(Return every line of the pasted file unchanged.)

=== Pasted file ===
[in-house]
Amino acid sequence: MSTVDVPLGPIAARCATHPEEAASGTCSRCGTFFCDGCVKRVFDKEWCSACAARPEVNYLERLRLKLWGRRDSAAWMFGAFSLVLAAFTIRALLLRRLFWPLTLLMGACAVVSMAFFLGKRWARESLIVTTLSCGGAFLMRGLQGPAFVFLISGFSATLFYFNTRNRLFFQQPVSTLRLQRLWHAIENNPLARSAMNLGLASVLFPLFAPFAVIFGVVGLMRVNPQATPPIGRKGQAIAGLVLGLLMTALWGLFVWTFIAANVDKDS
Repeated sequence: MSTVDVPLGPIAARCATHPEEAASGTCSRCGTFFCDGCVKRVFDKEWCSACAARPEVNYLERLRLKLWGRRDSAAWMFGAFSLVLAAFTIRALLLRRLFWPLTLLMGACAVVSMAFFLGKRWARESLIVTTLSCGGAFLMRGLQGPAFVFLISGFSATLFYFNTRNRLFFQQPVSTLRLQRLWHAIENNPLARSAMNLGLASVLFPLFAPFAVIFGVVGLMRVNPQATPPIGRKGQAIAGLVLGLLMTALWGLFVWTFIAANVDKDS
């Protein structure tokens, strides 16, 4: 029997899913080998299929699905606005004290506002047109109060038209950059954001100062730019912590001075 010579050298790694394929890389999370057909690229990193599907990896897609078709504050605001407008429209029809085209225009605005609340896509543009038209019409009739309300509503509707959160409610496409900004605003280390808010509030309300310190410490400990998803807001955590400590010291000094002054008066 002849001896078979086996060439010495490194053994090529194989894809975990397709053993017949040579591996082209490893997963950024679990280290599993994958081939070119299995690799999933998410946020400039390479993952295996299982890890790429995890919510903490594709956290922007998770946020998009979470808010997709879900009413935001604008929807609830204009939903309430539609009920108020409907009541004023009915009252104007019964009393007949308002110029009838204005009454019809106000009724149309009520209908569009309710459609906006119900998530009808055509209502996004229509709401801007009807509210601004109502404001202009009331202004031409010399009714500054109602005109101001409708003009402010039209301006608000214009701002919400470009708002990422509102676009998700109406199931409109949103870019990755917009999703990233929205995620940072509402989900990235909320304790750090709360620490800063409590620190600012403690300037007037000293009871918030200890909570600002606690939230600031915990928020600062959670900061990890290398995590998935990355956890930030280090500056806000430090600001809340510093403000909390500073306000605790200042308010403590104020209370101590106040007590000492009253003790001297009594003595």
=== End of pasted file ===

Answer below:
[in-house]
Amino acid sequence: MSTVDVPLGPIAARCATHPEEAASGTCSRCGTFFCDGCVKRVFDKEWCSACAARPEVNYLERLRLKLWGRRDSAAWMFGAFSLVLAAFTIRALLLRRLFWPLTLLMGACAVVSMAFFLGKRWARESLIVTTLSCGGAFLMRGLQGPAFVFLISGFSATLFYFNTRNRLFFQQPVSTLRLQRLWHAIENNPLARSAMNLGLASVLFPLFAPFAVIFGVVGLMRVNPQATPPIGRKGQAIAGLVLGLLMTALWGLFVWTFIAANVDKDS
Repeated sequence: MSTVDVPLGPIAARCATHPEEAASGTCSRCGTFFCDGCVKRVFDKEWCSACAARPEVNYLERLRLKLWGRRDSAAWMFGAFSLVLAAFTIRALLLRRLFWPLTLLMGACAVVSMAFFLGKRWARESLIVTTLSCGGAFLMRGLQGPAFVFLISGFSATLFYFNTRNRLFFQQPVSTLRLQRLWHAIENNPLARSAMNLGLASVLFPLFAPFAVIFGVVGLMRVNPQATPPIGRKGQAIAGLVLGLLMTALWGLFVWTFIAANVDKDS
């Protein structure tokens, strides 16, 4: 029997899913080998299929699905606005004290506002047109109060038209950059954001100062730019912590001075 010579050298790694394929890389999370057909690229990193599907990896897609078709504050605001407008429209029809085209225009605005609340896509543009038209019409009739309300509503509707959160409610496409900004605003280390808010509030309300310190410490400990998803807001955590400590010291000094002054008066 002849001896078979086996060439010495490194053994090529194989894809975990397709053993017949040579591996082209490893997963950024679990280290599993994958081939070119299995690799999933998410946020400039390479993952295996299982890890790429995890919510903490594709956290922007998770946020998009979470808010997709879900009413935001604008929807609830204009939903309430539609009920108020409907009541004023009915009252104007019964009393007949308002110029009838204005009454019809106000009724149309009520209908569009309710459609906006119900998530009808055509209502996004229509709401801007009807509210601004109502404001202009009331202004031409010399009714500054109602005109101001409708003009402010039209301006608000214009701002919400470009708002990422509102676009998700109406199931409109949103870019990755917009999703990233929205995620940072509402989900990235909320304790750090709360620490800063409590620190600012403690300037007037000293009871918030200890909570600002606690939230600031915990928020600062959670900061990890290398995590998935990355956890930030280090500056806000430090600001809340510093403000909390500073306000605790200042308010403590104020209370101590106040007590000492009253003790001297009594003595």